Guidelines for Reviewers

Purpose of Peer-review

To guide the geoscience community as to the quality of the data, appropriate applications of them, and facilitate their re-use, and the repeatability of experiments.

Peer-review process

The peer-review of a Data Paper submission will cover all three aspects of the submission to varying extents:

  • The data description document, which describes the experiment in a reader-friendly way and may contain quick-look plots of the data. This Data Paper should describe how the data were created so that the quality of the scientific method can be examined. It should also provide information on the importance, uniqueness and applicability to other purposes of the data.
  • The metadata – to clearly identify and describe the data.
  • The data themselves – usability, accessibility through the repository.

The format of the data description document will be a paper including abstract and references, as specified in the author guidelines. There will be a single clearly identifiable link to the data under review within the data description document. The data themselves will be held by a data repository that is approved by Geoscience Data Journal. The repository must also include software and/or format descriptions needed to read and manipulate the data, or the location of the open-access software that can be used for these purposes. The data should be accessible across platforms e.g. Linux, Mac and Windows. In addition to the metadata required by the repository, further metadata that facilitates re-use of the data may be required.

The three parts of the review (paper, metadata and data) could be conducted by separate individuals. A submission must pass all three parts of the review in order to be accepted. Key questions for the reviews are given below. Where a question applies to more than one
part it is duplicated.

Questions the review process of the data journal will consider

Review I – Data description document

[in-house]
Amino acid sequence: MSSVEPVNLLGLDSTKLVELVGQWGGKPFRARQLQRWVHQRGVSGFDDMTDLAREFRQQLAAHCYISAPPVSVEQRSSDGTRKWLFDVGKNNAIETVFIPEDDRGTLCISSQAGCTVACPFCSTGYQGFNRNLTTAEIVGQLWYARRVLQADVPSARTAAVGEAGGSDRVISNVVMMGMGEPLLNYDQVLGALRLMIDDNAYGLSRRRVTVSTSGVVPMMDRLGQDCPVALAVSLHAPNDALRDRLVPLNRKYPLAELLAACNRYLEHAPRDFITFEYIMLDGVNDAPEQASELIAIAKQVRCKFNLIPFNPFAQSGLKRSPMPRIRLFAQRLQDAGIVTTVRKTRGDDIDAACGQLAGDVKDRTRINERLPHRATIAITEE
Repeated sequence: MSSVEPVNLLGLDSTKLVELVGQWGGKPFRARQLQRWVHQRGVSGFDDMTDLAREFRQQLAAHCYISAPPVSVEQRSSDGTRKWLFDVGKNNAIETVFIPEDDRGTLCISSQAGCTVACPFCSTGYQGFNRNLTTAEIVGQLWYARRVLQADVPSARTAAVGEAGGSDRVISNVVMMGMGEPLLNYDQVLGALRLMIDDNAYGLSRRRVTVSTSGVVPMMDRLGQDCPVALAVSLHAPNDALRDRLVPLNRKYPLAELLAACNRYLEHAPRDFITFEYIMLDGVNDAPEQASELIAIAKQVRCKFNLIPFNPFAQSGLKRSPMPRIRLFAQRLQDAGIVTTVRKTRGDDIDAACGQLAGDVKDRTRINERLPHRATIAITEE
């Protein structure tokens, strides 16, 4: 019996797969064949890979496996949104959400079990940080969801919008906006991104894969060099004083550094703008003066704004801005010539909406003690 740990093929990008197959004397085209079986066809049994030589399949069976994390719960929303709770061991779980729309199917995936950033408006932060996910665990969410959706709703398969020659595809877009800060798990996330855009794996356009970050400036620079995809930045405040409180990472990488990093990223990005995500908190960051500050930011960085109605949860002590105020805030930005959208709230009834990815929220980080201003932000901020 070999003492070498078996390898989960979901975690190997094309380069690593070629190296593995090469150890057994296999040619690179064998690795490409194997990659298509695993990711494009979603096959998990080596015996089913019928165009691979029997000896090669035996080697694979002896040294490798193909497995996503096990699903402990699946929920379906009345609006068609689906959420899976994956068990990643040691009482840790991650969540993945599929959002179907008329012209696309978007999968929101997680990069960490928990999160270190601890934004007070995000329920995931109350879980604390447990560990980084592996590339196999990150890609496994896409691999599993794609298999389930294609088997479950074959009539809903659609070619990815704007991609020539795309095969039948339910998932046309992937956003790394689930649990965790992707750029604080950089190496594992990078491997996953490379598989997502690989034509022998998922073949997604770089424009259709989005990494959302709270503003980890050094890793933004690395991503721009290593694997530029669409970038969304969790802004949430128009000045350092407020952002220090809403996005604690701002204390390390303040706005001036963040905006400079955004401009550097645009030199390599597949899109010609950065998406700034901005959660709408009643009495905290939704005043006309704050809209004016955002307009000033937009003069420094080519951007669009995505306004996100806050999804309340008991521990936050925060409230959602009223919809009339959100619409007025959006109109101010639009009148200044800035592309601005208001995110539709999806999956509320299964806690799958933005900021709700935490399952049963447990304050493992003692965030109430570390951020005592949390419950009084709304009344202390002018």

1. Is the method used to create the data of a high scientific standard?
2. Is enough information provided (in metadata also) to enable the data to be re-used or the experiment to be repeated?
3. Does the document provide a comprehensive description of all the data that is there?
4. Does the data make an important and unique contribution to the geosciences?
5. What range of applications to geosciences does it have?
6. Are all contributors and existing work acknowledged?
7. Does the Data Paper contain sufficient citation information of the dataset, eg dataset DOI, name of data centre etc. (see here for necessary dataset citation details)

Review II - metadata
8. Does the metadata establish the ownership of the data fairly?
9. Is enough information provided (in data description document also) to enable the data to be re-used or the experiment to be repeated?
10. Are the data present as described, and accessible from a registered repository using the software provided?

Review III – the data themselves
11. Are the data easily readable, E.g. do they use standard or community formats?
12. Are the data of high quality e.g. are error limits and quality statements adequate to assess fitness for purpose, is spatial or temporal coverage good enough to make the data useable?
13. Are the data values physically possible and plausible?
14. Are there missing data that might compromise its usefulness?

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